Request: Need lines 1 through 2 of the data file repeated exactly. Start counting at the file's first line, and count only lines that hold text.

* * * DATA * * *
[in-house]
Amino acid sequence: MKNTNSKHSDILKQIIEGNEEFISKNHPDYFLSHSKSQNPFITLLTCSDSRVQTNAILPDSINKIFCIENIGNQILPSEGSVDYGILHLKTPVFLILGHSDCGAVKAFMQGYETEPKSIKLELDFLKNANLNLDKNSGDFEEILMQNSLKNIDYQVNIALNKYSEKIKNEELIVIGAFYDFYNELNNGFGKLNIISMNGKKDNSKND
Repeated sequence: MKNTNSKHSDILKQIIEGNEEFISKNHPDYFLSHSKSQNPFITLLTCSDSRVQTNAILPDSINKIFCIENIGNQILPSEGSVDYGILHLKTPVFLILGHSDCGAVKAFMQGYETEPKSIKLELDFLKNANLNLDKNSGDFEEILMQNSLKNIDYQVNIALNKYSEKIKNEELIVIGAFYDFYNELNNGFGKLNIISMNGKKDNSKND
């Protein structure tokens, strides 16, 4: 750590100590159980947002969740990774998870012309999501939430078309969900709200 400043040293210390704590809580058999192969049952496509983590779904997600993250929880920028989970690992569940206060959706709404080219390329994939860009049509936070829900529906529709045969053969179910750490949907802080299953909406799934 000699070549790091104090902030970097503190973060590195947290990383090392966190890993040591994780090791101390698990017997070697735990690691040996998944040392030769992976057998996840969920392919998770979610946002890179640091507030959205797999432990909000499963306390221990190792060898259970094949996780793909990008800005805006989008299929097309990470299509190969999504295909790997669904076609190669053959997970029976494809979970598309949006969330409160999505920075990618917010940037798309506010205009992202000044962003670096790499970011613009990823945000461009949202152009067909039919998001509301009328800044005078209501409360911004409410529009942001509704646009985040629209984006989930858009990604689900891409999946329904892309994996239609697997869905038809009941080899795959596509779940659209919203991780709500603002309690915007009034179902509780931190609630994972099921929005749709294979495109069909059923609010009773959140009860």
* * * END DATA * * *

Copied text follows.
[in-house]
Amino acid sequence: MKNTNSKHSDILKQIIEGNEEFISKNHPDYFLSHSKSQNPFITLLTCSDSRVQTNAILPDSINKIFCIENIGNQILPSEGSVDYGILHLKTPVFLILGHSDCGAVKAFMQGYETEPKSIKLELDFLKNANLNLDKNSGDFEEILMQNSLKNIDYQVNIALNKYSEKIKNEELIVIGAFYDFYNELNNGFGKLNIISMNGKKDNSKND